True Belonging and Strong Core


Yesterday I found myself caught by a  video posted by Richard Rudd, the brother of a friend. In the course of picking his kids up from school Richard had picked up something else. As I started to watch this video I thought it must be about finding your spirituality, the subject of Richard’s book. Then I realised it was about something else. It was about how Richard was taken at the school gates by the unexpected. Richard had found a real passion for something that was visible and present for him in the here and now.

It turned out that Richard had got talking to a mother whose own husband was out in a refugee camp at Idomeni in Northern Greece. By going to Greece and seeing for himself the horrific conditions in which people were trying to live, her husband had become utterly transformed. People had nowhere to shelter from the rain or to sleep so what they needed was a tent. A tent costs £370 so what he needed to do became clear. He and his wife bought ten tents on their credit card. In turn Richard did the same. Soon they set up a web page for donations and as I write they have raised £35,198. A tent houses four families so that is 95 tents and 380 families of four, nearly two thousand people, out of the wet so far. Richard is now out at Idomeni.

The reason for sharing this story is not to get more tents nor is it to make a point about the refugee crisis. It is about something else entirely. It is about what happens when people find where they truly belong and the incredible power that has. This is what I saw in Richard’s eyes. He had seen something and he was following it. That mission had a special beauty. Through his commitment to what he had found I knew Richard was finding his spirit. Out of respect for what I saw when I watched the video, I know that I can’t put Richard’s appeal into words here half as well as he does. To be fully felt this needs to come directly from Richard.

In Soft I call this out when I question where power really comes from. My contention is that we tend to misunderstand power and where it originates. It’s not an external thing but rather an internal thing that each of us hold as individuals. The problem is that we tend to give it up unwittingly to others. I see the process of realising this connection to where we truly belong to be an essential part of our developing what I call “Strong Core”.

As I wrote the book I was drawn at a key point to JK Rowling. There are many reasons why I could admire the successful author. Many are obvious and some, like being the writer whose books my wife choose to read to our son in infancy one by one, are not so obvious. None though are the reason though why I really respect Rowling nor why I write about her in Soft.

In June 2008 Rowling gave a Commencement Address to the graduating students at Harvard. In that speech this wizard storymaker, to my mind, not only shows us but also explains her strong core. She starts by admitting the weeks of fear and nausea that the thought of the speech has given her before embarking  on a simple but compelling story to explain how she got from the depths of poverty to where we see her now.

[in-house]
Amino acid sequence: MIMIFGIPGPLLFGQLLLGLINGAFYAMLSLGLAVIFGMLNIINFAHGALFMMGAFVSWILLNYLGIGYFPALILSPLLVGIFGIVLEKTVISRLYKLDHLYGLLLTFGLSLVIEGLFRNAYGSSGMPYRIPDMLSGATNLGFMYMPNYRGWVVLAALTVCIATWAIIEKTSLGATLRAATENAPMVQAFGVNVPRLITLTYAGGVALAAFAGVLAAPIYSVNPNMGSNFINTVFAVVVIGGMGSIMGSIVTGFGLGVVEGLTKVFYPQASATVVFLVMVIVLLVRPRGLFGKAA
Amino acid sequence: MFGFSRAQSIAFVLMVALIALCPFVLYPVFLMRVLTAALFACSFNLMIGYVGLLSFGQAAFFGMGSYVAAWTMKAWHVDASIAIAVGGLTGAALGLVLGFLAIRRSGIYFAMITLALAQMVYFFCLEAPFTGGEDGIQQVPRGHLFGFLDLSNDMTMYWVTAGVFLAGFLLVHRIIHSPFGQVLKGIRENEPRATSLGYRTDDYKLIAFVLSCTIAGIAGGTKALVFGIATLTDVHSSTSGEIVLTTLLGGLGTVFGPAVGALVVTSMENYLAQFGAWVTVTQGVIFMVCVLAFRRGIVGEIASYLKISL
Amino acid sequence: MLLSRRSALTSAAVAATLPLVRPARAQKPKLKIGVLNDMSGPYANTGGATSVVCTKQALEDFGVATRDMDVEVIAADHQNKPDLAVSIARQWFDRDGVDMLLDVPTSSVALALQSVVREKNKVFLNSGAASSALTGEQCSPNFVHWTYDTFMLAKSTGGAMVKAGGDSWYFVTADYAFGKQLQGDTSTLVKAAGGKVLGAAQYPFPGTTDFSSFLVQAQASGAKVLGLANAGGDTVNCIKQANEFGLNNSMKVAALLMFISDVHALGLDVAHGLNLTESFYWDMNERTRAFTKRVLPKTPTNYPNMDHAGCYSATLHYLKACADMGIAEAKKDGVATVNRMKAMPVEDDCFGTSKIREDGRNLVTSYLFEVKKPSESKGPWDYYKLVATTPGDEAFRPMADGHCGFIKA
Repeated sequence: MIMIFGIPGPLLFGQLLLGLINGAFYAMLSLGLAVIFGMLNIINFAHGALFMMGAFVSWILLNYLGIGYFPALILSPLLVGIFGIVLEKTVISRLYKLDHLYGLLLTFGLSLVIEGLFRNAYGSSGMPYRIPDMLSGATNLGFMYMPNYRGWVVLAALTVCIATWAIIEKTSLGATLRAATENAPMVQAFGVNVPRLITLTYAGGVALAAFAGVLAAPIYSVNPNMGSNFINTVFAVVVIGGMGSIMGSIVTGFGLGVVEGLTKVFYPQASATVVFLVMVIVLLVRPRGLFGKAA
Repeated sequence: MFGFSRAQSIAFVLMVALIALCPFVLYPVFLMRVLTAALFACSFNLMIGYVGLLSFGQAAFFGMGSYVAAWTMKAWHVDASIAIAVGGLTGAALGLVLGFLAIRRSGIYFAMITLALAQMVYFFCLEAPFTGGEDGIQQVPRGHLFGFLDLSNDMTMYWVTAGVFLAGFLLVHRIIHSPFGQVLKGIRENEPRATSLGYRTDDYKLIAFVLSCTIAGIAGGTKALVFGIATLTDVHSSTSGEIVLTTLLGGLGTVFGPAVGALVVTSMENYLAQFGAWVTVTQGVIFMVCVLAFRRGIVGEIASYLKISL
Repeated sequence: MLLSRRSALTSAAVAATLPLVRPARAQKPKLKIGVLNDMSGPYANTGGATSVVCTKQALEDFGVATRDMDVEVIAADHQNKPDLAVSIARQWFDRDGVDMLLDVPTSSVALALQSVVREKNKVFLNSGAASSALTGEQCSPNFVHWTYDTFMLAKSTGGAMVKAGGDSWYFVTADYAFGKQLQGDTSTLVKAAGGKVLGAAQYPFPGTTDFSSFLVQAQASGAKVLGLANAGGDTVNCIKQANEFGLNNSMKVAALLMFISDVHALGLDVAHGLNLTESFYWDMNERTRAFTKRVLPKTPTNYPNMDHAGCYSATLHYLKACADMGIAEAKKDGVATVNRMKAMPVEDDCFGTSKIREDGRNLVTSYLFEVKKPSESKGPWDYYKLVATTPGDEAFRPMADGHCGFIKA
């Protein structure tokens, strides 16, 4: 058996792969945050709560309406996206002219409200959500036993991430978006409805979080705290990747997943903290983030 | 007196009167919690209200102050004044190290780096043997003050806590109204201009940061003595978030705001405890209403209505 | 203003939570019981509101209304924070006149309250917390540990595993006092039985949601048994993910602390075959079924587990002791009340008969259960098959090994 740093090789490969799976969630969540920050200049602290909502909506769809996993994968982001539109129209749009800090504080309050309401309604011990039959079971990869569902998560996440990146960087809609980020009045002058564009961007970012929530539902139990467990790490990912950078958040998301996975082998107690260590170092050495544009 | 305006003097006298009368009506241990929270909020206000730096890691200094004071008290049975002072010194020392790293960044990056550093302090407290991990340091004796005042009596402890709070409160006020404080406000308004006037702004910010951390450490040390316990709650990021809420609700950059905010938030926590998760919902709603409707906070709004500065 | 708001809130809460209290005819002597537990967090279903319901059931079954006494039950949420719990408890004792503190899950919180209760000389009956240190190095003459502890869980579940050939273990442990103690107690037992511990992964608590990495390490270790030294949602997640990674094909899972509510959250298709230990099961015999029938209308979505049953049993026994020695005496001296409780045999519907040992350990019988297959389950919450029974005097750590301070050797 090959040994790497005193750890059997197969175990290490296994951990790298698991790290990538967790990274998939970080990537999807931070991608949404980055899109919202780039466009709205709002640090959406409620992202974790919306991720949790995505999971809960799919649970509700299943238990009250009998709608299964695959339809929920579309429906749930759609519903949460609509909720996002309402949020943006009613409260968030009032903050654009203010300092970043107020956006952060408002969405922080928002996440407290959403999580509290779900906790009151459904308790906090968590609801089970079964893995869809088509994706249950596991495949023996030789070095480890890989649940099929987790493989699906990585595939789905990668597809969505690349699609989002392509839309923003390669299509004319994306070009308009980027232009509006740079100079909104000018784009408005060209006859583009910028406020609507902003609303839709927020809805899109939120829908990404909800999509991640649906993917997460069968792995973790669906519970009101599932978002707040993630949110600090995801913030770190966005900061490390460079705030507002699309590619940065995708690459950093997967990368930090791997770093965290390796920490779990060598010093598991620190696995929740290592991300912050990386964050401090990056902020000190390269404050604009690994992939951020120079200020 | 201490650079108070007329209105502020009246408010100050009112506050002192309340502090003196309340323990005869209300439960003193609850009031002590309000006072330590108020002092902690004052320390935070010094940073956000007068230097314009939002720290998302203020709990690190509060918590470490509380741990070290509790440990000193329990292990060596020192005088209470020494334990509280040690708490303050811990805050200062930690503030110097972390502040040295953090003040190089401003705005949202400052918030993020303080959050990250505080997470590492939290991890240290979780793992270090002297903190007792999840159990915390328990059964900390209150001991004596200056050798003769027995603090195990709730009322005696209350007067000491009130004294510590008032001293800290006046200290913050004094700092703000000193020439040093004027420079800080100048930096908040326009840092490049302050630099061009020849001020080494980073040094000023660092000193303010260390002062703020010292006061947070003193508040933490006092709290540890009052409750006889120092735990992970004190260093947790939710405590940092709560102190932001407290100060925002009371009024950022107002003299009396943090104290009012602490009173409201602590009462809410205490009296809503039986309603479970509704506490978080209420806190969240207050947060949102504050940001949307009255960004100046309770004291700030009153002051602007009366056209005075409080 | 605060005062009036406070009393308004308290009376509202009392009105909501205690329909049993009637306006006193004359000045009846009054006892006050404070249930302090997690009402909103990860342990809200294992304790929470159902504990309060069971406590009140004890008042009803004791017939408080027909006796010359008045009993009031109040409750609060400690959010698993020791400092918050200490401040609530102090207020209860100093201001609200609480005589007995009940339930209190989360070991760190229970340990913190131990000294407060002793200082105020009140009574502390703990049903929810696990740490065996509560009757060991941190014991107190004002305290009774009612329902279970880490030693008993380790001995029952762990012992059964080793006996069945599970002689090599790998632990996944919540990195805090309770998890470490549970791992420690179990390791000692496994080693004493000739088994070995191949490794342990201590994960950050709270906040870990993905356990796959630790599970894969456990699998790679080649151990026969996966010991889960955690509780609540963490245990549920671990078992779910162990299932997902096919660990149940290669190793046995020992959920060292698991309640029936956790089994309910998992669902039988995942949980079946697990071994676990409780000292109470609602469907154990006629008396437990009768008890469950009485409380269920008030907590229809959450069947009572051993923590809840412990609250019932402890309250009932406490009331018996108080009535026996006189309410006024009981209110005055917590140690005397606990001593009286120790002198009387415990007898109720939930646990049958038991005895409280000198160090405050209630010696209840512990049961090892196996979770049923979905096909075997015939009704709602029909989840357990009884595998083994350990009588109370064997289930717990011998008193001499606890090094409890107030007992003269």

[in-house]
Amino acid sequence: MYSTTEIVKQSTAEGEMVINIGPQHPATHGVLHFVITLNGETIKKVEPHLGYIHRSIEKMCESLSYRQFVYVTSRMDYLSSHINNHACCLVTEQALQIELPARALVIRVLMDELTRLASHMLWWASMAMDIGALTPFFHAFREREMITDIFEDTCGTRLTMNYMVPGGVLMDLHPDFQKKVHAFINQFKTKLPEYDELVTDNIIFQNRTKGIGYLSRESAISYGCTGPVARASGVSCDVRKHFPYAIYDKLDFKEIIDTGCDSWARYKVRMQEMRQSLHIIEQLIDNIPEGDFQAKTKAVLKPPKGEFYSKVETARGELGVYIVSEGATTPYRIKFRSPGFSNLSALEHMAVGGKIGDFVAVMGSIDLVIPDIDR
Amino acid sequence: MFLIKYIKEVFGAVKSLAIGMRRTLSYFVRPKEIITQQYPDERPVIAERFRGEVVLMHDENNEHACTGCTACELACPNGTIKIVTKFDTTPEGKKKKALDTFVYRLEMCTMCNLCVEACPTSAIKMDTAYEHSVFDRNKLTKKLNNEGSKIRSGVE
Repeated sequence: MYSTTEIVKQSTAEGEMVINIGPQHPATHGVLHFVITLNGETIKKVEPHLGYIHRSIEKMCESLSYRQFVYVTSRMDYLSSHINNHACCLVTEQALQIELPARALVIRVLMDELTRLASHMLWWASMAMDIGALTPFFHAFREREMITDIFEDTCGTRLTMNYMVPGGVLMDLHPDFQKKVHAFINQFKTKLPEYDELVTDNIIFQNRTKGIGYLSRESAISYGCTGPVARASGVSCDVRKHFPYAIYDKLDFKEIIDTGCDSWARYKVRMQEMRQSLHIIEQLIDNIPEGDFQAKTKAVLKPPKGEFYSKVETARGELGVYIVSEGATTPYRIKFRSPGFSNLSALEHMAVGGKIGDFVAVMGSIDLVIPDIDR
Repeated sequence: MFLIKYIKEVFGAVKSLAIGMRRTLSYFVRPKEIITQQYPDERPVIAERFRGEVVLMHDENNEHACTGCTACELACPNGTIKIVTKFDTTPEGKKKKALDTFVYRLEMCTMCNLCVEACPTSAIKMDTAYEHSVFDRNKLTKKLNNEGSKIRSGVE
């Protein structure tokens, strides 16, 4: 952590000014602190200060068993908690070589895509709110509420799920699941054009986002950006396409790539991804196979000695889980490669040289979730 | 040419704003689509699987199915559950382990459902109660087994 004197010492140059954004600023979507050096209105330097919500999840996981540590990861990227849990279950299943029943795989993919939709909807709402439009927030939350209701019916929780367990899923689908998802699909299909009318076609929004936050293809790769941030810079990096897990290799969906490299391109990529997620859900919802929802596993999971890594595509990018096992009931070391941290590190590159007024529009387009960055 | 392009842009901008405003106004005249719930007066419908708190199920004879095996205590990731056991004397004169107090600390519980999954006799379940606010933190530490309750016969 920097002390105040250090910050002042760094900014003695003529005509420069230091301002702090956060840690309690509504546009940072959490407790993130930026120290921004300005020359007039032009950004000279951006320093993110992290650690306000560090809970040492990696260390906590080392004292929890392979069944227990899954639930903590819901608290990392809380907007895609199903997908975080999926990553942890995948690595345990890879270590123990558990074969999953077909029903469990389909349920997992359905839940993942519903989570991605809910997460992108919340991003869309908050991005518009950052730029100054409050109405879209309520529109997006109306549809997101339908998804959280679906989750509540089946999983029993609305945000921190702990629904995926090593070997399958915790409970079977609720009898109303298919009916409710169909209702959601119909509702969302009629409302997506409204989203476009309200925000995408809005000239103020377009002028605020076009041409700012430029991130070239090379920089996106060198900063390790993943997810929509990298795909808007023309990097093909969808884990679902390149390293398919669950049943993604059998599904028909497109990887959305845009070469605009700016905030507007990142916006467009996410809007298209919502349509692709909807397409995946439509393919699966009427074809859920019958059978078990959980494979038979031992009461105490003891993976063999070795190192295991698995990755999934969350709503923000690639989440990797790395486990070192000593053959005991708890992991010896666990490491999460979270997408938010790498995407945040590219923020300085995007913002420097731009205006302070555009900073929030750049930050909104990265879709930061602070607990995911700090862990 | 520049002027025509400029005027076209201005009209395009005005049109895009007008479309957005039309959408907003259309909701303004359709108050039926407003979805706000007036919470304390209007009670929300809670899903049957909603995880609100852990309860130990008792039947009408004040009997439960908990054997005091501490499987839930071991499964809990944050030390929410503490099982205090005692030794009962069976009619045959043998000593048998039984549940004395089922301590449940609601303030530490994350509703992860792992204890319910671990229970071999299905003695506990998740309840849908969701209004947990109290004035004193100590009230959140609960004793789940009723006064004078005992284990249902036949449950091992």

In her speech to these rather privileged students, Rowling talks openly about her own graduation and the way in which she found herself to be a complete failure some seven years later. Rowling then talks about the incredible power this gave her. She first acknowledges this deprived state and the realisation of failure she held there as being her “rock bottom”. At this point Rowling felt a “stripping away of the inessential” to leave her, with her greatest fear realised, free to rebuild her life. Contrary to our expectations of failure, the “stripping away” of structure and expectation that came with it gave her inner security and taught her the true power that she actually had.

As Rowling points out, poverty is one thing but climbing out of poverty by your own efforts is something to pride yourself on. Rowling’s life story from then on self-illustrates this essential truth. Secure in her ability to survive, she was able to create. As Rowling puts it “had I really succeeded at anything else, I may never have found the determination to succeed in the one arena where I believed I truly belonged”.

This realisation of where we truly belong comes to each of us in different ways. Even in desperate situations such as poverty it is not always obvious to us what it is. Nobody told JK Rowling to be a writer or what to write. Nobody told Richard to make a video or to go to Greece. The insight into our belonging may visit us but we don’t always see it or follow it.

As Rowling points out success can also blind us. Being more secure and privileged in where we are right now can provide a surrogate comfort blanket. If we take sustenance from our position today that same sustenance can mislead us. This is the problem with external measures. In the end external things don’t matter but if we choose to build on them their falling away can leave us devastated. The comfort of position is much overestimated in its usefulness and can even be a prison. That is maybe why Rowling continues to be happy to use a pen name for her “adult” writing and in the early days to even submit under that name getting rejection letters. The only thing that does matter is that internal feeling of knowing where we belong and then following it, damning the consequences.

In this belonging lies our real power. In being true to that power we are being true to ourselves. In that truth lies the key to success; internal success. That in turn, drives the external.




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